Discussion “sparks” for your kids:

  • Why is it important to treat our things with respect and not leave them out or on the floor? (e.g. show gratitude, respect for others, etc.)

  • Has anyone ever been mean to you like that bully? How did you respond?

  • What happens on your playground at school? Who would be the nicest to Lou and who would be not as nice? How can we help all friends be nice?



Taking the classic stork mythology and putting a Pixar twist on it, "Partly Cloudy" is a heartening tale of friendship, loyalty, and the lesson that even the least cuddly of creatures deserves a loving home. This aligns well with our earlier lessons that everyone has inherent worth and purpose. Yet another short with unexpectedly tear-jerking moments, we could (and do!) watch "Partly Cloudy" again and again.

Discussion “sparks” for your kids:

  • God made all living things (although the clouds are a fun story… perhaps your metaphor for that transcendent power?) -- why do you think he created you and me?

  • Sometimes we encounter difficult people or scary animals (like the alligator and porcupine that the stork had to carry!).Why do you think -- and what do you think -- we have to learn from their creation?

  • In the end, the stork creates a way to handle the tough situations that the cloud throws his way. What are some of the ways you can prepare for a difficult situation? (Try to get to the root of what the difficult situation may be: feeling left out, facing an obstacle, etc. Make a big plan with your little one to address it. Prayer, role playing, and other techniques work!)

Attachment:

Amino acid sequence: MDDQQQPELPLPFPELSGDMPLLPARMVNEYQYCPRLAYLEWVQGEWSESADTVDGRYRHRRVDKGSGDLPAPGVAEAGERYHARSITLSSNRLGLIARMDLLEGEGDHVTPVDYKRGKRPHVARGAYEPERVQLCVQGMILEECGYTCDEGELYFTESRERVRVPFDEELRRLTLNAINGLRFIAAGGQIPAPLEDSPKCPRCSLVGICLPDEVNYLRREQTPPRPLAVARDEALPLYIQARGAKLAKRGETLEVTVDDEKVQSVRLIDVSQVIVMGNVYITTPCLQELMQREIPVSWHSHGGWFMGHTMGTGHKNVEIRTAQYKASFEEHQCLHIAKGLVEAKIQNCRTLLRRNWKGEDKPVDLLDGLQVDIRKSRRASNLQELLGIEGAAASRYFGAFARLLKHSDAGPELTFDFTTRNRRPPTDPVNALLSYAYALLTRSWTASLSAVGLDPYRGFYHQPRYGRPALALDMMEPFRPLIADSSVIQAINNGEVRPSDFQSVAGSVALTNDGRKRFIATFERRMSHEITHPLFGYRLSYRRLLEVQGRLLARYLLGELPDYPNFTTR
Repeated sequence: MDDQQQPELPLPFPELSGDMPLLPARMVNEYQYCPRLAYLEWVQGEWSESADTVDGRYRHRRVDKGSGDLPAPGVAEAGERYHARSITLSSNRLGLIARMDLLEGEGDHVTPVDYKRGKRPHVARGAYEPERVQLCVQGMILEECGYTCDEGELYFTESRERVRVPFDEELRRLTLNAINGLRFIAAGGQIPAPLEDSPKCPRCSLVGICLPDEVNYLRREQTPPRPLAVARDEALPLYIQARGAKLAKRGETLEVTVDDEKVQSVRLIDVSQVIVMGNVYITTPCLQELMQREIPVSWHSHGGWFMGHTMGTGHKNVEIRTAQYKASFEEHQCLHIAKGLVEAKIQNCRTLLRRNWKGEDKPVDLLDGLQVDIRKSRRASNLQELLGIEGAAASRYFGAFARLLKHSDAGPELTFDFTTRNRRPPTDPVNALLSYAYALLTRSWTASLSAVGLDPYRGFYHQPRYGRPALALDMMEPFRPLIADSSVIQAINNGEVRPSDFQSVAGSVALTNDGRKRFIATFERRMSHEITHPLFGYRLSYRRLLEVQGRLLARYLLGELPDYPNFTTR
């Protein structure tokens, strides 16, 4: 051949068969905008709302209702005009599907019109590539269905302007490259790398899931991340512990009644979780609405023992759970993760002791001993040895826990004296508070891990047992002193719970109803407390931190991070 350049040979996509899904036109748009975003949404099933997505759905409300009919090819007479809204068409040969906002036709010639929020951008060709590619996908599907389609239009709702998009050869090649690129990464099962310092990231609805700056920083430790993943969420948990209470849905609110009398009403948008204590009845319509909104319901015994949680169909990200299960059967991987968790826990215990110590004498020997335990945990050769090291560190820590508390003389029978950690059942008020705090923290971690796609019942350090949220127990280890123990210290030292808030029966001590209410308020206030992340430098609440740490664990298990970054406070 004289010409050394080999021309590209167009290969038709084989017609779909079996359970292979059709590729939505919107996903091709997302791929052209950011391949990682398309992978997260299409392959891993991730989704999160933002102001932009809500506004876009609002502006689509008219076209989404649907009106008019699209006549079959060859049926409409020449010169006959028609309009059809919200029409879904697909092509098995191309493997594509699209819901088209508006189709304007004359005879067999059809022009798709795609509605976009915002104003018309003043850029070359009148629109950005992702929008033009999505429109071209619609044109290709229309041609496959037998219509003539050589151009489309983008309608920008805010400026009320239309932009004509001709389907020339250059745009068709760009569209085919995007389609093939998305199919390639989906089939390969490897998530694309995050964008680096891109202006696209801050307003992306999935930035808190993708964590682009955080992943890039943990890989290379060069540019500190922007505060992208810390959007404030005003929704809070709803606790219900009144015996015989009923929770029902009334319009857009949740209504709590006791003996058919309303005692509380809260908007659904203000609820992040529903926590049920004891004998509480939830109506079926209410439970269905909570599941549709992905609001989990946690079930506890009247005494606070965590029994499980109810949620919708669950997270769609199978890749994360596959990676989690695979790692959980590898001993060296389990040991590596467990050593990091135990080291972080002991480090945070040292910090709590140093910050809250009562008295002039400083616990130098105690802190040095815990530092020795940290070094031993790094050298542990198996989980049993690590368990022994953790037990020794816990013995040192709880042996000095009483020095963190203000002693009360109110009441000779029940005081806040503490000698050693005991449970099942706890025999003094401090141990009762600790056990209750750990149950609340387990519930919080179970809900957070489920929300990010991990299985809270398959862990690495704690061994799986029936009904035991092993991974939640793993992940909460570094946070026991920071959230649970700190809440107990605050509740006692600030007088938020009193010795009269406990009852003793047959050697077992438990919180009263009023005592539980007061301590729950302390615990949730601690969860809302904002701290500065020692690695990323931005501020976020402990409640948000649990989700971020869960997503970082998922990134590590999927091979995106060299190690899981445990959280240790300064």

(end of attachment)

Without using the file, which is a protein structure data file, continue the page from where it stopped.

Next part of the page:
This one is my personal favorite! A Western-themed rhyming musical about a proud sheep who is sheared of his beloved wool, this story captures the essence of Dr. Seuss, Sheep in a Jeep, and Shaun the Sheep all in one short. Best for ages 3+ years (the story line depends on understanding the words) it’s a good reminder that what we do is much more important than how we look.

Discussion “sparks” for your kids:

  • What about your appearance do you love most? How would you feel if that thing changed?

  • What about your appearance is different than other kids at school? How do you feel about that?

  • What do you like more about the sheep -- his shiny white coat, or how he bounds around?

  • What do you like more about you -- how you look, or what you can do? (sub in something your child does -- e.g. how well he can draw, how great she is at soccer, etc.)

Which must-see shorts did we leave off this list?

Let our reviewers know for our next round up!